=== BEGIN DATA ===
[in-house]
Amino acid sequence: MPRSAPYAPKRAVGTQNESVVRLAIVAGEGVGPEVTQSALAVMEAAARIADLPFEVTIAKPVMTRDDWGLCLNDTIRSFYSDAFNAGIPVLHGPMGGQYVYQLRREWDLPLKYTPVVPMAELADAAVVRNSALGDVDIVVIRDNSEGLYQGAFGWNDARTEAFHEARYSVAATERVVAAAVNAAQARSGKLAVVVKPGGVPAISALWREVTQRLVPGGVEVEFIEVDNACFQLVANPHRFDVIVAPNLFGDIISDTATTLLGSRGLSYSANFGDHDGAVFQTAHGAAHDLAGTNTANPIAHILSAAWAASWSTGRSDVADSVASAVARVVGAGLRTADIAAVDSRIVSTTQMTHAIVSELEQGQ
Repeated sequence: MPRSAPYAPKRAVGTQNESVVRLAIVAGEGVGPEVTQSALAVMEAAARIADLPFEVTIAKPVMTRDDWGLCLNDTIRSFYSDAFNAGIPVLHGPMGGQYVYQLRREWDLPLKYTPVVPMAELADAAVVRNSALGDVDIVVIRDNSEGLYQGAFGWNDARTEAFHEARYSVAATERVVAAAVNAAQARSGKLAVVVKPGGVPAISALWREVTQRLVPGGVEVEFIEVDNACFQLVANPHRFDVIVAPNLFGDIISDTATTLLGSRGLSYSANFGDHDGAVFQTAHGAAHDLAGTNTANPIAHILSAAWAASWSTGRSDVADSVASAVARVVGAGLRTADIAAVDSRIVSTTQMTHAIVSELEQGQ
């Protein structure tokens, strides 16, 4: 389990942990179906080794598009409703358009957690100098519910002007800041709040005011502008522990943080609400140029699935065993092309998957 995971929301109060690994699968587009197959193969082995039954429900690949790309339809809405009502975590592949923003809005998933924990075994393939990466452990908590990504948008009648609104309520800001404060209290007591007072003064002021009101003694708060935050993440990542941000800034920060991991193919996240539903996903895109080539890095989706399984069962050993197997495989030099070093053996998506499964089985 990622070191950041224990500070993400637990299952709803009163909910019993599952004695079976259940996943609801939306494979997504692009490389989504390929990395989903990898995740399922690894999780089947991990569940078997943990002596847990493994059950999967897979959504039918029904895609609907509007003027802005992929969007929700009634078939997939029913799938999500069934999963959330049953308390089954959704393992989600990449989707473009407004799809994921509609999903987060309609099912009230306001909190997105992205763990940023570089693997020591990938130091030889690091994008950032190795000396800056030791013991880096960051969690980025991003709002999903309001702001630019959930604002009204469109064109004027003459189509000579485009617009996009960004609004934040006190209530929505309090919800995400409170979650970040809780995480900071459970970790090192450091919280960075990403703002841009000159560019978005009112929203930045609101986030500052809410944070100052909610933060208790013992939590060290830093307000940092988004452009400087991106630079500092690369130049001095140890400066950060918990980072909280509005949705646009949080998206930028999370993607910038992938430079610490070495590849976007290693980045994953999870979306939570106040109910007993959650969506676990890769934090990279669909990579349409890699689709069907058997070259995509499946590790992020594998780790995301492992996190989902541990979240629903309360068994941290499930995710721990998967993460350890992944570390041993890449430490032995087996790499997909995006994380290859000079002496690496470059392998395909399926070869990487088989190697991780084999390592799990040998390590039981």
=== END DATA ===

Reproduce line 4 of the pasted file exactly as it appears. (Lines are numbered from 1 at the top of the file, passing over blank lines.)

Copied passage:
């Protein structure tokens, strides 16, 4: 389990942990179906080794598009409703358009957690100098519910002007800041709040005011502008522990943080609400140029699935065993092309998957 995971929301109060690994699968587009197959193969082995039954429900690949790309339809809405009502975590592949923003809005998933924990075994393939990466452990908590990504948008009648609104309520800001404060209290007591007072003064002021009101003694708060935050993440990542941000800034920060991991193919996240539903996903895109080539890095989706399984069962050993197997495989030099070093053996998506499964089985 990622070191950041224990500070993400637990299952709803009163909910019993599952004695079976259940996943609801939306494979997504692009490389989504390929990395989903990898995740399922690894999780089947991990569940078997943990002596847990493994059950999967897979959504039918029904895609609907509007003027802005992929969007929700009634078939997939029913799938999500069934999963959330049953308390089954959704393992989600990449989707473009407004799809994921509609999903987060309609099912009230306001909190997105992205763990940023570089693997020591990938130091030889690091994008950032190795000396800056030791013991880096960051969690980025991003709002999903309001702001630019959930604002009204469109064109004027003459189509000579485009617009996009960004609004934040006190209530929505309090919800995400409170979650970040809780995480900071459970970790090192450091919280960075990403703002841009000159560019978005009112929203930045609101986030500052809410944070100052909610933060208790013992939590060290830093307000940092988004452009400087991106630079500092690369130049001095140890400066950060918990980072909280509005949705646009949080998206930028999370993607910038992938430079610490070495590849976007290693980045994953999870979306939570106040109910007993959650969506676990890769934090990279669909990579349409890699689709069907058997070259995509499946590790992020594998780790995301492992996190989902541990979240629903309360068994941290499930995710721990998967993460350890992944570390041993890449430490032995087996790499997909995006994380290859000079002496690496470059392998395909399926070869990487088989190697991780084999390592799990040998390590039981």